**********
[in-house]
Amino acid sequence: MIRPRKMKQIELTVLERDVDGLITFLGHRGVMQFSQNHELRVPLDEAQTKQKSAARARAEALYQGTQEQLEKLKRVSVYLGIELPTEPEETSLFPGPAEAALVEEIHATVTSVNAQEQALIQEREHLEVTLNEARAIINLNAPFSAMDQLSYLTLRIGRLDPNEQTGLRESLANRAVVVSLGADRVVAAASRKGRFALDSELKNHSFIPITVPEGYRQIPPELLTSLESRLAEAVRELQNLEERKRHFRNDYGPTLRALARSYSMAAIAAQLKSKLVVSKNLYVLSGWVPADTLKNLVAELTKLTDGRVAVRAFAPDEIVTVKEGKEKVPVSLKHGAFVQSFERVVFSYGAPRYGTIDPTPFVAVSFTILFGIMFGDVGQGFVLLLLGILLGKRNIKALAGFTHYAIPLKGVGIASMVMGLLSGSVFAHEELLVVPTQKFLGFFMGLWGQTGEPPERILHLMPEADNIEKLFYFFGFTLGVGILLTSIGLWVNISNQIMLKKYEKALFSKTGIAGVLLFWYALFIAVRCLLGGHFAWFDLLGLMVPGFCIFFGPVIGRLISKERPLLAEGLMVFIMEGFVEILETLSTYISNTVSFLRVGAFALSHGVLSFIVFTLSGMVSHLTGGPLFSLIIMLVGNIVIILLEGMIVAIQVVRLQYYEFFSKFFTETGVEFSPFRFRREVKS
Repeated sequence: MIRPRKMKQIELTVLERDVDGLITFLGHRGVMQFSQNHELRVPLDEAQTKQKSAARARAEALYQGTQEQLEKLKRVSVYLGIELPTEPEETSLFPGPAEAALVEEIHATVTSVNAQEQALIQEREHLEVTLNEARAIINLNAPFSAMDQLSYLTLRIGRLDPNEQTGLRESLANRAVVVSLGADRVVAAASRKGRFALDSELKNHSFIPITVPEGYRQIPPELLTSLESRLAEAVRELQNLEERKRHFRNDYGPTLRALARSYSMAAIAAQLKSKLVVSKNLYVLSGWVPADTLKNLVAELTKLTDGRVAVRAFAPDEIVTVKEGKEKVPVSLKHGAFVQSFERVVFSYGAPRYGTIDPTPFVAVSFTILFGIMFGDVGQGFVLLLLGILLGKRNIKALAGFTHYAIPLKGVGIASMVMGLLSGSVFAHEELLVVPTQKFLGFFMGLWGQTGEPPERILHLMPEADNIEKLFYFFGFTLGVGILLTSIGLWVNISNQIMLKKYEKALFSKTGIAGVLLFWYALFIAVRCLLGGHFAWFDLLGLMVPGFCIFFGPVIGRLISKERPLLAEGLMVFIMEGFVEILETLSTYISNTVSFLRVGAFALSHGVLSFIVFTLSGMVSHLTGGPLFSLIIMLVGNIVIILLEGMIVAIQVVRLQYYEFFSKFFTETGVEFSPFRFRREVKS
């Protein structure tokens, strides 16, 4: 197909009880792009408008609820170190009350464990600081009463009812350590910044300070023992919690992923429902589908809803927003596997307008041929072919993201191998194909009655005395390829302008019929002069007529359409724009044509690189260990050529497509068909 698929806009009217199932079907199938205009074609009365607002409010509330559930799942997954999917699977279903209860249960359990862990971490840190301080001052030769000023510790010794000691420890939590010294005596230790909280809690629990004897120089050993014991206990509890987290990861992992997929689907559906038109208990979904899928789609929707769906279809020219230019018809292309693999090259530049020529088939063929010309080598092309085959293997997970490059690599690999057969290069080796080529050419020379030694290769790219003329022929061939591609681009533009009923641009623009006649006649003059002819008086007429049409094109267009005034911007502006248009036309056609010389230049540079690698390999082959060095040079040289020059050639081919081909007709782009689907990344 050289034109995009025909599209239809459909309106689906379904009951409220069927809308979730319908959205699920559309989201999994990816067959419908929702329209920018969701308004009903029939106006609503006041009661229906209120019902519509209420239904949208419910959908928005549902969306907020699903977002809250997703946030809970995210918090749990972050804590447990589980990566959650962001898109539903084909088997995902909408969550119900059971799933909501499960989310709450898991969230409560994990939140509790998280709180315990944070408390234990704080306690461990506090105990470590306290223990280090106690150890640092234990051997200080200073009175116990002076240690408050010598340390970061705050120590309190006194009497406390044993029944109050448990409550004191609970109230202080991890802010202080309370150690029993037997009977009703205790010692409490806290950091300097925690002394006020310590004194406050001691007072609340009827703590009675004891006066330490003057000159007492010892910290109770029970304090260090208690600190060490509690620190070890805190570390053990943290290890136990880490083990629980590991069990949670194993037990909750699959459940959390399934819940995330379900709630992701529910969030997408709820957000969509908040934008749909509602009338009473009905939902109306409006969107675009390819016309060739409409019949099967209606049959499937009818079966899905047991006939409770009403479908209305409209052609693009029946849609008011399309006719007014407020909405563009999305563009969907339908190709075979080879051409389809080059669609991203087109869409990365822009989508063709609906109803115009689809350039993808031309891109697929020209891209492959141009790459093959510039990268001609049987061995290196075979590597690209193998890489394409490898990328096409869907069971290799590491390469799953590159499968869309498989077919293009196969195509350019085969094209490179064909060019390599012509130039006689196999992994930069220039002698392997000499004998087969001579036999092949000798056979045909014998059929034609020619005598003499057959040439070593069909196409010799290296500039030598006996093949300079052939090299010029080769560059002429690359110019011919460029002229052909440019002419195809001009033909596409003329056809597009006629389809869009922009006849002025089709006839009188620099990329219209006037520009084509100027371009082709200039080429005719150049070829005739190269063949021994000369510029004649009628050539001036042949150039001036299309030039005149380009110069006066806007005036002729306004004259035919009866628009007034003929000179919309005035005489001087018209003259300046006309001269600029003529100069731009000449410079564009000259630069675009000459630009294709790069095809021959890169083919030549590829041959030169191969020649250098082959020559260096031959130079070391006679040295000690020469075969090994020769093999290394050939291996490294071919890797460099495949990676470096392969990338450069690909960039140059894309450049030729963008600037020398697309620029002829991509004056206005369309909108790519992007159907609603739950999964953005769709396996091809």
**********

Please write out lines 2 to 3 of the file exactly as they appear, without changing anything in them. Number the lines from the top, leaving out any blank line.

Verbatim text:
Amino acid sequence: MIRPRKMKQIELTVLERDVDGLITFLGHRGVMQFSQNHELRVPLDEAQTKQKSAARARAEALYQGTQEQLEKLKRVSVYLGIELPTEPEETSLFPGPAEAALVEEIHATVTSVNAQEQALIQEREHLEVTLNEARAIINLNAPFSAMDQLSYLTLRIGRLDPNEQTGLRESLANRAVVVSLGADRVVAAASRKGRFALDSELKNHSFIPITVPEGYRQIPPELLTSLESRLAEAVRELQNLEERKRHFRNDYGPTLRALARSYSMAAIAAQLKSKLVVSKNLYVLSGWVPADTLKNLVAELTKLTDGRVAVRAFAPDEIVTVKEGKEKVPVSLKHGAFVQSFERVVFSYGAPRYGTIDPTPFVAVSFTILFGIMFGDVGQGFVLLLLGILLGKRNIKALAGFTHYAIPLKGVGIASMVMGLLSGSVFAHEELLVVPTQKFLGFFMGLWGQTGEPPERILHLMPEADNIEKLFYFFGFTLGVGILLTSIGLWVNISNQIMLKKYEKALFSKTGIAGVLLFWYALFIAVRCLLGGHFAWFDLLGLMVPGFCIFFGPVIGRLISKERPLLAEGLMVFIMEGFVEILETLSTYISNTVSFLRVGAFALSHGVLSFIVFTLSGMVSHLTGGPLFSLIIMLVGNIVIILLEGMIVAIQVVRLQYYEFFSKFFTETGVEFSPFRFRREVKS
Repeated sequence: MIRPRKMKQIELTVLERDVDGLITFLGHRGVMQFSQNHELRVPLDEAQTKQKSAARARAEALYQGTQEQLEKLKRVSVYLGIELPTEPEETSLFPGPAEAALVEEIHATVTSVNAQEQALIQEREHLEVTLNEARAIINLNAPFSAMDQLSYLTLRIGRLDPNEQTGLRESLANRAVVVSLGADRVVAAASRKGRFALDSELKNHSFIPITVPEGYRQIPPELLTSLESRLAEAVRELQNLEERKRHFRNDYGPTLRALARSYSMAAIAAQLKSKLVVSKNLYVLSGWVPADTLKNLVAELTKLTDGRVAVRAFAPDEIVTVKEGKEKVPVSLKHGAFVQSFERVVFSYGAPRYGTIDPTPFVAVSFTILFGIMFGDVGQGFVLLLLGILLGKRNIKALAGFTHYAIPLKGVGIASMVMGLLSGSVFAHEELLVVPTQKFLGFFMGLWGQTGEPPERILHLMPEADNIEKLFYFFGFTLGVGILLTSIGLWVNISNQIMLKKYEKALFSKTGIAGVLLFWYALFIAVRCLLGGHFAWFDLLGLMVPGFCIFFGPVIGRLISKERPLLAEGLMVFIMEGFVEILETLSTYISNTVSFLRVGAFALSHGVLSFIVFTLSGMVSHLTGGPLFSLIIMLVGNIVIILLEGMIVAIQVVRLQYYEFFSKFFTETGVEFSPFRFRREVKS